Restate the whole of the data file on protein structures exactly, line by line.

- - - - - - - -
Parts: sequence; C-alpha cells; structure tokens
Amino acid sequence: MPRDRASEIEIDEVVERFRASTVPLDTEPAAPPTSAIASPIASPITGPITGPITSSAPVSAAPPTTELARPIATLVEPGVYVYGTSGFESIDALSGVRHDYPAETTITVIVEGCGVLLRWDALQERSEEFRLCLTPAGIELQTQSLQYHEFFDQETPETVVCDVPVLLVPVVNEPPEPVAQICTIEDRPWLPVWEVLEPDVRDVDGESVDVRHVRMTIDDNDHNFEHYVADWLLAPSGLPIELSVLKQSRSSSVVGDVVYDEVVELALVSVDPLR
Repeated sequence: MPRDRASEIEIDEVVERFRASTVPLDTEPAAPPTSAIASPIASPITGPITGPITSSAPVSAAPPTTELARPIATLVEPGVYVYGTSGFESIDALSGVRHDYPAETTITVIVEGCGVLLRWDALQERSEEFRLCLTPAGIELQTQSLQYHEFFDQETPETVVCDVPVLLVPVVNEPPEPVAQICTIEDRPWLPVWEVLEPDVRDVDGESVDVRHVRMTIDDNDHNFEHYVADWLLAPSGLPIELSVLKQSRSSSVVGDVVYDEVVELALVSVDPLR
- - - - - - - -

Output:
Parts: sequence; C-alpha cells; structure tokens
Amino acid sequence: MPRDRASEIEIDEVVERFRASTVPLDTEPAAPPTSAIASPIASPITGPITGPITSSAPVSAAPPTTELARPIATLVEPGVYVYGTSGFESIDALSGVRHDYPAETTITVIVEGCGVLLRWDALQERSEEFRLCLTPAGIELQTQSLQYHEFFDQETPETVVCDVPVLLVPVVNEPPEPVAQICTIEDRPWLPVWEVLEPDVRDVDGESVDVRHVRMTIDDNDHNFEHYVADWLLAPSGLPIELSVLKQSRSSSVVGDVVYDEVVELALVSVDPLR
Repeated sequence: MPRDRASEIEIDEVVERFRASTVPLDTEPAAPPTSAIASPIASPITGPITGPITSSAPVSAAPPTTELARPIATLVEPGVYVYGTSGFESIDALSGVRHDYPAETTITVIVEGCGVLLRWDALQERSEEFRLCLTPAGIELQTQSLQYHEFFDQETPETVVCDVPVLLVPVVNEPPEPVAQICTIEDRPWLPVWEVLEPDVRDVDGESVDVRHVRMTIDDNDHNFEHYVADWLLAPSGLPIELSVLKQSRSSSVVGDVVYDEVVELALVSVDPLR